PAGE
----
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Closing Time: Asdrubal Cabrera’s early-morning walkoff homer hands Indians sweep of Red Sox

06.05.14 at 2:05 am ET
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CLEVELAND — It started with a two-hour, 28-minute rain delay, mixed in with a bit of Johnny Manziel pregame preening (courtesy the first-pitch ceremony). And it all finished off with the Indians punctuating their three-game sweep of the Red Sox early Thursday morning.

The Indians claimed the 7-4 victory in the wee hours thanks to a 12th-inning rally against Red Sox reliever Edward Mujica.

Mike Aviles started things with a one-out, infield single, and was followed with another hit, this one from Michael Bourn who slid a grounder under first baseman Brock Holt‘s glove.

Then, with the Red Sox employing five infielders and just two outfielders, Asdrubal Cabrera launched a three-run homer over the right-field fence for the walkoff win.

“It was a changeup, high in the zone,” said Mujica, who hadn’t surrendered a run, and just two hits, over his previous five outings. “That situation right there, I’€™m looking for a ground ball. I want to throw my best pitch. The first one was pretty good and that one just ran a little bit inside and he put a pretty good swing on it.”

The game, which ended just after 2 a.m., took four- hours, 29 minutes to complete.

Here is what went wrong (and right) for the Red Sox.

WHAT WENT WRONG FOR THE RED SOX

— The Indians tied things up at 2 in the sixth inning when Jason Kipnis greeted reliever Chris Capuano with an RBI single up the middle, scoring Cabrera. Cabrera had drawn a leadoff walk off Red Sox starter Brandon Workman, with Michael Brantley following up with a single to bring on Capuano.

David Murphy kept things going in the sixth by reaching out and placing a bases-loaded line drive just over the head of second baseman Dustin Pedroia. The hit — coming on a 1-2 pitch from Capuano — gave the hosts a 4-2 lead and drove the Sox lefty from the game.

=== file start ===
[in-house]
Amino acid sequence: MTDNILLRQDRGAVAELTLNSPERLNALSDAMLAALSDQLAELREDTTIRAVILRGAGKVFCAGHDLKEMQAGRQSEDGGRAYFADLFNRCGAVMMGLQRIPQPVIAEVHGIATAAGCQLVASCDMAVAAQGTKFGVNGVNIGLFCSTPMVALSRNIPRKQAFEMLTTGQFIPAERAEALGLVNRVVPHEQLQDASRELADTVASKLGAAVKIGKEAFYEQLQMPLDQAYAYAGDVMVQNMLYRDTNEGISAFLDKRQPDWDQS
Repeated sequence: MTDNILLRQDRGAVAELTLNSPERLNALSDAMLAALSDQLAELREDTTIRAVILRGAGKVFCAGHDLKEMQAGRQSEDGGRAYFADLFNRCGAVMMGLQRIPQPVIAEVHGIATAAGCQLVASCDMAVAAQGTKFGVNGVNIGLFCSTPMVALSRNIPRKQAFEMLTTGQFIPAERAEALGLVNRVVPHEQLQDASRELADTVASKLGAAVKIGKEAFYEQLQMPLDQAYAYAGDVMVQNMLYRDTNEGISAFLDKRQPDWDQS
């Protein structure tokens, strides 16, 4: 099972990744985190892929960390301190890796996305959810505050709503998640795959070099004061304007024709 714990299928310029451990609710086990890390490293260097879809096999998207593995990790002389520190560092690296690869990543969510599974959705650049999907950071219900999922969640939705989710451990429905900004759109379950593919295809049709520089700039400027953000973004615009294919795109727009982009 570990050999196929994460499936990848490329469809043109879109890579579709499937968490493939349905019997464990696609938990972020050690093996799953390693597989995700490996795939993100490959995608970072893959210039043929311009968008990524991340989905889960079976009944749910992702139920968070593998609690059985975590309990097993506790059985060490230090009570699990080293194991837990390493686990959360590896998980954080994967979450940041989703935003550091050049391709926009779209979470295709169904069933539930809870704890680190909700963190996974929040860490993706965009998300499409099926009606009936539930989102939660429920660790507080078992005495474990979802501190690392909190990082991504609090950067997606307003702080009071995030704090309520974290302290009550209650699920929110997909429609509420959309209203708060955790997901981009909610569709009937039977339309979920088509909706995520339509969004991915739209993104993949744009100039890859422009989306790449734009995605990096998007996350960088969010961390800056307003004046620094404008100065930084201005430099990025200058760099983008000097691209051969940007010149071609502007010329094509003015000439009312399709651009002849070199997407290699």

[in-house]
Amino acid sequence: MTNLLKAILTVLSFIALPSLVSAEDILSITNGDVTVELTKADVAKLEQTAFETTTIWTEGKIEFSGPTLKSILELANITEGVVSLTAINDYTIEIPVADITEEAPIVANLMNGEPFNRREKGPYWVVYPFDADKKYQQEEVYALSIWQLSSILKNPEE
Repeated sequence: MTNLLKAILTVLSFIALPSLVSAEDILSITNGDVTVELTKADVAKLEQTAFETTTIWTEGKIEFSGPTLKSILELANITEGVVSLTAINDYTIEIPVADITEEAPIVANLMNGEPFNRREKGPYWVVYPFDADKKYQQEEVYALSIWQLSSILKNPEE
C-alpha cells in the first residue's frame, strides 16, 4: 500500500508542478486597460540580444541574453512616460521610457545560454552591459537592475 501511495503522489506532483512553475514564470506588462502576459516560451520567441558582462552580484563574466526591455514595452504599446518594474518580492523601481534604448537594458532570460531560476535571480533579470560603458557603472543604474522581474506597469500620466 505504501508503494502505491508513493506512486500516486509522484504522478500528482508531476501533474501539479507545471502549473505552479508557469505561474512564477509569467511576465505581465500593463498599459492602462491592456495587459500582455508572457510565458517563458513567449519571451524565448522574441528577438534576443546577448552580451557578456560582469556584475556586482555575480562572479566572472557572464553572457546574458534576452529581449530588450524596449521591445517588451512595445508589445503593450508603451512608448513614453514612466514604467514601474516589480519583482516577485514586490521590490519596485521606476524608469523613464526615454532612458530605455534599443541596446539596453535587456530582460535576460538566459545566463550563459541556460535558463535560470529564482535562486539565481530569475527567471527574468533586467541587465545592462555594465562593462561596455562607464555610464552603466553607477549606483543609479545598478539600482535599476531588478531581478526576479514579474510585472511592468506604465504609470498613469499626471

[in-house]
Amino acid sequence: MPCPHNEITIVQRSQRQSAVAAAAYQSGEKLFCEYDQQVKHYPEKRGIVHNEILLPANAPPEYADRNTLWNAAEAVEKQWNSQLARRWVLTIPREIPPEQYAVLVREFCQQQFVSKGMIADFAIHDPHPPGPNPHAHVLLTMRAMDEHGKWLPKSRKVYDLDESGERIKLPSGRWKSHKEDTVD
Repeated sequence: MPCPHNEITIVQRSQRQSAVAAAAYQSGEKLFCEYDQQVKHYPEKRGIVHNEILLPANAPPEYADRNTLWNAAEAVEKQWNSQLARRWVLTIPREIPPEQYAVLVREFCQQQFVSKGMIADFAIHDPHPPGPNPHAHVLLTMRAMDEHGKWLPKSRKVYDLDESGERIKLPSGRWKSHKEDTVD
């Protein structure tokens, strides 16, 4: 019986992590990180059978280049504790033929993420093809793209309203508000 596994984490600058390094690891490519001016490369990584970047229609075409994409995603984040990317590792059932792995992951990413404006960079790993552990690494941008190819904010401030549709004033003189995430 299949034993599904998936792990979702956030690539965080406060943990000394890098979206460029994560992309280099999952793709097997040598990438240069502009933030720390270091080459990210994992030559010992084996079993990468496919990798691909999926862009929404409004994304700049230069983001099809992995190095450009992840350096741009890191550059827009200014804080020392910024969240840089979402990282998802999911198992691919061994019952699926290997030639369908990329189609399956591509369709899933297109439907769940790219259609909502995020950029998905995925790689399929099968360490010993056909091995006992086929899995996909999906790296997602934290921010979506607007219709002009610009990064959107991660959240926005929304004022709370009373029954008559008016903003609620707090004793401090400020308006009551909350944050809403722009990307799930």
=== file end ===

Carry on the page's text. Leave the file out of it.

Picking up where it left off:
Xander Bogaerts was hit with yet another pitch, this time taking a Corey Kluber fastball off the right elbow. It gives him a team-leading seven hit-by-pitches.

— Red Sox catcher A.J. Pierzynski was tossed by home plate umpire Quinn Wolcott with nobody out in the sixth inning. After Workman tossed ball four to Cabrera, it appeared as the backstop exchanged words with Wolcott while asking for a new ball. It was the ninth time a Red Sox player/coach/manager was ejected this season.

WHAT WENT RIGHT FOR THE RED SOX

John Farrell‘s decision to bunt Jackie Bradley with nobody out and runners on first and second paid off in the seventh. After a walk to Stephen Drew and Daniel Nava‘s single, Bradley advanced the runners, allowing Holt to tie the game at 4 with a single up the middle against Kluber.

David Ortiz launched a 93 mph fastball from Kluber 422 feet on a line into the right-field bleachers, scoring Bogaerts and giving the Red Sox a 2-1 lead. Grabbing any kind of a lead against Kluber was a feat in itself, with the righty having gone 4-0 with a 2.09 ERA for the month of May while notching a major league-best 60 strikeouts. He came into the game tied with the Sox’ Jon Lester for most punchouts in the American League (95).

— Workman turned in another solid outing despite having to exit with two on and nobody out in the sixth. He was charged with three runs over five-plus innings, allowing four hits while throwing 85 pitches.

“I thought he went out and he kept the game under control,” Farrell said of his pitcher. “The first inning, they get a ball that drops in on some miscommunication that ends up costing us a run and a few extra pitches in that first inning. I thought he used his curveball well, mixed his stuff up, and after the walk to lead off the sixth and the base hit by Brantley, he turned it over to the bullpen in the sixth inning, which is kind of what we’€™re expecting right now.”

Burke Badenhop cleaned up the mess in the sixth inning, coming on with runners on first and third with nobody out. After a fielder’s choice grounder to third, Badenhop induced his ninth double play of the season when Jason Giambi hit into a 4-6-3 twin killing. The righty has induced more double plays than any other reliever in the majors.

— Drew made his best defensive play since returning to the Sox, going deep in the hole between third and short on an Aviles grounder in the fifth inning. Aviles was initially ruled safe, but after a review the play was determined to be the second out of the frame. (On the road, bullpen catcher Brian Abraham is brought in to review replays, freeing up video coordinator Billy Broadbent to tend to other duties.)

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